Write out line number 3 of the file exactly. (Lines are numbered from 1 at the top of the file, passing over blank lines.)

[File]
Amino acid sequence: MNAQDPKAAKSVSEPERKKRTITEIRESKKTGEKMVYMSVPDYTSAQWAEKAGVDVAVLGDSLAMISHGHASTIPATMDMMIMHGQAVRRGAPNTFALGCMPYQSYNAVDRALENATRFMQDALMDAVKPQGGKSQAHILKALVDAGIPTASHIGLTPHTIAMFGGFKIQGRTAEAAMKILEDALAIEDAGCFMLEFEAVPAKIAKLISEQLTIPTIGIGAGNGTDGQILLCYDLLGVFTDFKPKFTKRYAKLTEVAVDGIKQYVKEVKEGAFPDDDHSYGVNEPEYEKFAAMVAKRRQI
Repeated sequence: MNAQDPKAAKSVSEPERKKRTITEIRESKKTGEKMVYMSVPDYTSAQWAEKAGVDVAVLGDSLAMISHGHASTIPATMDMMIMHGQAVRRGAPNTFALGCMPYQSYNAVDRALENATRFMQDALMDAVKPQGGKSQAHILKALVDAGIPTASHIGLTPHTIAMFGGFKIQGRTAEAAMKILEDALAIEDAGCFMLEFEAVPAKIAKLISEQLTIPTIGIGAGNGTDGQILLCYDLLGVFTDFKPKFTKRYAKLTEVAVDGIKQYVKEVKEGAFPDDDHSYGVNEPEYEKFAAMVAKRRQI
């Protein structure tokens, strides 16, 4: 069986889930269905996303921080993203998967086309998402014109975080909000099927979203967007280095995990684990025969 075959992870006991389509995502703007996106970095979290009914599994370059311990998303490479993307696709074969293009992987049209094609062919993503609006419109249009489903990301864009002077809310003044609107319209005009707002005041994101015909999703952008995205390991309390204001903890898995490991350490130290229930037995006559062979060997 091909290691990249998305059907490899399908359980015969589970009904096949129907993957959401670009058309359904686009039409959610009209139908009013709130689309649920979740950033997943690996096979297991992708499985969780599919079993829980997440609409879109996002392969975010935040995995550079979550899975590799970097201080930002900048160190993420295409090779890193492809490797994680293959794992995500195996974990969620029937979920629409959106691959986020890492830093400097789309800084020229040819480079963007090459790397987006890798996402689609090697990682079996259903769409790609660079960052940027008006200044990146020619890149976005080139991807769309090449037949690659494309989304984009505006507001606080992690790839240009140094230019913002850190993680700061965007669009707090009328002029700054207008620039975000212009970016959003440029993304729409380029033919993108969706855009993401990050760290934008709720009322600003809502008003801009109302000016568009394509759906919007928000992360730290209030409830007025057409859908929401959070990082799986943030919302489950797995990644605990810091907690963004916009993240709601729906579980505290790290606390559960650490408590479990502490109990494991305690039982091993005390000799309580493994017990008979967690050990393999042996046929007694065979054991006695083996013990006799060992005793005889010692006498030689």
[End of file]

């Protein structure tokens, strides 16, 4: 069986889930269905996303921080993203998967086309998402014109975080909000099927979203967007280095995990684990025969 075959992870006991389509995502703007996106970095979290009914599994370059311990998303490479993307696709074969293009992987049209094609062919993503609006419109249009489903990301864009002077809310003044609107319209005009707002005041994101015909999703952008995205390991309390204001903890898995490991350490130290229930037995006559062979060997 091909290691990249998305059907490899399908359980015969589970009904096949129907993957959401670009058309359904686009039409959610009209139908009013709130689309649920979740950033997943690996096979297991992708499985969780599919079993829980997440609409879109996002392969975010935040995995550079979550899975590799970097201080930002900048160190993420295409090779890193492809490797994680293959794992995500195996974990969620029937979920629409959106691959986020890492830093400097789309800084020229040819480079963007090459790397987006890798996402689609090697990682079996259903769409790609660079960052940027008006200044990146020619890149976005080139991807769309090449037949690659494309989304984009505006507001606080992690790839240009140094230019913002850190993680700061965007669009707090009328002029700054207008620039975000212009970016959003440029993304729409380029033919993108969706855009993401990050760290934008709720009322600003809502008003801009109302000016568009394509759906919007928000992360730290209030409830007025057409859908929401959070990082799986943030919302489950797995990644605990810091907690963004916009993240709601729906579980505290790290606390559960650490408590479990502490109990494991305690039982091993005390000799309580493994017990008979967690050990393999042996046929007694065979054991006695083996013990006799060992005793005889010692006498030689």